Yesterday, McDonald’s announced that it was beginning the search for a fashion house to redesign its employees’ uniforms. And, like an expense-account cheeseburger, reporters just couldn’t resist.
The fast-food chain is in talks with a number of designers, ranging from hip-hop star P. Diddy to Ralph Lauren and even Giorgio Armani. That’s it — that’s the whole story. And while we here at CJR Daily like the idea of being served our McNuggets by youths dressed like the bad guys from “The Matrix,” we’re not sure this really qualifies as news — especially since nothing has actually happened yet.
Doubt that this story was carefully concocted by Ronald McDonald’s press handlers? Look no further than the nearly identical sound bites dispensed to reporters by various execs involved in the deal. Reuters quoted Steve Stoute, head of the branding firm Mickey D’s has contracted with: “‘McDonald’s is acknowledging fashion is part of pop culture,’ Stoute said, adding that the uniforms ‘may have some elements that you see on MTV’ and may be able to be worn as street clothes during non-work hours.”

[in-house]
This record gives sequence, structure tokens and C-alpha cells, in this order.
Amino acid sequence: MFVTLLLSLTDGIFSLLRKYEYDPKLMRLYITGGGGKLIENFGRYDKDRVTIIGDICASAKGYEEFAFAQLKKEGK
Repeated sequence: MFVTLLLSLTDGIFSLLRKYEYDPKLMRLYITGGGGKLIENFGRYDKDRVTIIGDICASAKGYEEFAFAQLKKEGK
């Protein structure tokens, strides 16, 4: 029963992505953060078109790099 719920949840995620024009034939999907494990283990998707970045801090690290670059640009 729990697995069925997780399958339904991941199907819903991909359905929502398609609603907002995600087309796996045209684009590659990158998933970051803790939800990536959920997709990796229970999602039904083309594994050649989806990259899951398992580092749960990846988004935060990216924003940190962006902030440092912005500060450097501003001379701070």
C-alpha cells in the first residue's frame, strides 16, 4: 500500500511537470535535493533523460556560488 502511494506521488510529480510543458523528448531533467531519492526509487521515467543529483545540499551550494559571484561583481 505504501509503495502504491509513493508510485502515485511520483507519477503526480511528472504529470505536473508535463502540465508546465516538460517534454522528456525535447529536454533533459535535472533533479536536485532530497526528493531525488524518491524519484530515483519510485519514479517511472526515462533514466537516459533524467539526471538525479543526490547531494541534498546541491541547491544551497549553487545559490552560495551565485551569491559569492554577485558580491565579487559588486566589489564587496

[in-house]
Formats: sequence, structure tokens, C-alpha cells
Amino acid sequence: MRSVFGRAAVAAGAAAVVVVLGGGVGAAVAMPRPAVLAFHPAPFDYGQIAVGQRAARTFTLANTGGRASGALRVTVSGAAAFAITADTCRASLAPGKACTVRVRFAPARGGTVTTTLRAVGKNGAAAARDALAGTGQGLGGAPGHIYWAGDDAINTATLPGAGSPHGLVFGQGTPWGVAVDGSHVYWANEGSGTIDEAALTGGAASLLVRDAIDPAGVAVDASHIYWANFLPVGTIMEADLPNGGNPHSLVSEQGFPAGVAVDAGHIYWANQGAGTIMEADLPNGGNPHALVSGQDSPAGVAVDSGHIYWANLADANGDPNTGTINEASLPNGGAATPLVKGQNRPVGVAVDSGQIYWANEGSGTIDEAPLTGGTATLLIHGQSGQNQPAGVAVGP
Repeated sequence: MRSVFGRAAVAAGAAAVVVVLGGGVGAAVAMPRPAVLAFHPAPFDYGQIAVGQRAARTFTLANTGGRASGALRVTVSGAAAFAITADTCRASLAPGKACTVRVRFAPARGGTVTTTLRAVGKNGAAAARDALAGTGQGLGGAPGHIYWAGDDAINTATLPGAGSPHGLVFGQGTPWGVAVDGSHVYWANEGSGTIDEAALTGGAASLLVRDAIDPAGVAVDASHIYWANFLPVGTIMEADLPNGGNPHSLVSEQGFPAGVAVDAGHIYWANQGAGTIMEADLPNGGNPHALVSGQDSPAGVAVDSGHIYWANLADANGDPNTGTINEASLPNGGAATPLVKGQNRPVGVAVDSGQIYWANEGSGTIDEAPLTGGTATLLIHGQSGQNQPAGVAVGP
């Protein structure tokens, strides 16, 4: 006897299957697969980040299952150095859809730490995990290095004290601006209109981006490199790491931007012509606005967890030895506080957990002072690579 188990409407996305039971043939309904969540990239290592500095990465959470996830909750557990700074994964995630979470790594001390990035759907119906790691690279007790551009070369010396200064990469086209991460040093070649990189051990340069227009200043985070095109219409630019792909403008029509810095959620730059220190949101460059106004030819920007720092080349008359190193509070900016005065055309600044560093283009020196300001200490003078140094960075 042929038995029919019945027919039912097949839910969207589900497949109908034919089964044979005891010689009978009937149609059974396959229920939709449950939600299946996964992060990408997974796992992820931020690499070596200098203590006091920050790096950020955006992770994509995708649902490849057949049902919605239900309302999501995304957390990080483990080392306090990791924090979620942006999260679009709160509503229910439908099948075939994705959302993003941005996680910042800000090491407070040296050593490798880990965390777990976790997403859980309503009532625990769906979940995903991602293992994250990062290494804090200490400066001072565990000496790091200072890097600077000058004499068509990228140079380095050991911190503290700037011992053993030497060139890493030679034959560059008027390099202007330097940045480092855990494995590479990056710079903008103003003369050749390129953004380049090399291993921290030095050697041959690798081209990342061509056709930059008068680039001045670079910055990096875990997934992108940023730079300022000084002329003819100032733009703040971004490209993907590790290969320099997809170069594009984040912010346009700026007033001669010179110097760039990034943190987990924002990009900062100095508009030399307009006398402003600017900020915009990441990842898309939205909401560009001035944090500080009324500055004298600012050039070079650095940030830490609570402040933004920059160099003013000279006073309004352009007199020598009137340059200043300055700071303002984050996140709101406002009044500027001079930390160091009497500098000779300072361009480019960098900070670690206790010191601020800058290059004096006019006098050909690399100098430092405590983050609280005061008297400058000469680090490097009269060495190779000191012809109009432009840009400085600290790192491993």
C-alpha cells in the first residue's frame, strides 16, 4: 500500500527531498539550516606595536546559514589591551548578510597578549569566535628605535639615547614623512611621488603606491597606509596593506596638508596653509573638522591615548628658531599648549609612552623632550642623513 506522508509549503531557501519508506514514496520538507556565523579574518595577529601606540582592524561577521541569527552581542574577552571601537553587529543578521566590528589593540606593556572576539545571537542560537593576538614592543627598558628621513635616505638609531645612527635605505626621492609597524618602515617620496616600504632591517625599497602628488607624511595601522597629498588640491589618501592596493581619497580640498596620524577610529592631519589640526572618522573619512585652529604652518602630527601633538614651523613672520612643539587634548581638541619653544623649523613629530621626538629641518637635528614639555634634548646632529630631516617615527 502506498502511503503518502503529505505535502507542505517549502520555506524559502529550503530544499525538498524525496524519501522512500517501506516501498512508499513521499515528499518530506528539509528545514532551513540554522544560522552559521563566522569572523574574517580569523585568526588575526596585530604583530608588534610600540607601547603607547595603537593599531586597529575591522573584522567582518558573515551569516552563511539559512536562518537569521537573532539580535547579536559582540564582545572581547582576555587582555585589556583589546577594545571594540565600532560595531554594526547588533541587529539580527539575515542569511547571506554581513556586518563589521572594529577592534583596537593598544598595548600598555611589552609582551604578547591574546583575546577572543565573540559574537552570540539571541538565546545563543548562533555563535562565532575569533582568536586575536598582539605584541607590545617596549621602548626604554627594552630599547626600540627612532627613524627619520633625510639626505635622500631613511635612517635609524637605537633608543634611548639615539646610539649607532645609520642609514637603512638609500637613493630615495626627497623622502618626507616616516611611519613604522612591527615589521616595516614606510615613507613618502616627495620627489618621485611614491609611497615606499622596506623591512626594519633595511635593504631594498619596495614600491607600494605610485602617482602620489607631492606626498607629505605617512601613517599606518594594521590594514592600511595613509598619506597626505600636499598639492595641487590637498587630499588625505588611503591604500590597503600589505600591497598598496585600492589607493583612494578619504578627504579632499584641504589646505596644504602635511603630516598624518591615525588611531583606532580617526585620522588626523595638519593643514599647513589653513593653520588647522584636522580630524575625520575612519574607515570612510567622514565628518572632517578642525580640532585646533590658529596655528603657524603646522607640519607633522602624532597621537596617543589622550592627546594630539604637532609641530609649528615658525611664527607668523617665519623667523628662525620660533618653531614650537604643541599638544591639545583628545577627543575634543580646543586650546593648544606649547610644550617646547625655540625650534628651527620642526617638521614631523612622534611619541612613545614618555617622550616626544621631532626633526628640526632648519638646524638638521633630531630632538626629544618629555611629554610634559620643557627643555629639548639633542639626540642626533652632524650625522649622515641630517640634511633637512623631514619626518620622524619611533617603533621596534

The Associated Press quoted McDonald’s spokesman Bill Whitman, who, not-so-coincidentally, sounded the same note: “It’s about taking the contemporary look and feel of our restaurants and embodied in our advertising and incorporating that into our employees’ business attire … The desire is to create uniforms that our crews would want to wear outside the restaurant environment.”
And the Chicago Tribune (in a story asking, “Would you like fashion with your fries?”) noted that “‘It would be pretty cool if our employees liked their uniforms so much that they would also want to wear them while they were not working,’ said McDonald’s spokesman Bill Whitman.”
But the award for turning non-news into free corporate PR goes to Mike Colias of the Associated Press, who included this passage in his piece:
The uniform plan is an extension of McDonald’s ongoing effort to shape its image as a hip, active brand. Healthier menu options and upgrading about 1,000, mostly older U.S. restaurants has helped McDonald’s grow same-store sales 25 consecutive months in the key U.S. market.
That echoes a June 15 article by AP reporter Dave Carpenter about how McDonald’s is trying to reinvent itself, in which he noted that “Same-store sales have increased for 25 straight months in the key U.S. market. … Snazzier new restaurants are part of the makeover; about 1,000, mostly older U.S. McDonald’s have been either renovated or rebuilt since 2002.”
Maybe it’s something in the Happy Meals? Perhaps it’s time for the AP to switch to Burger King.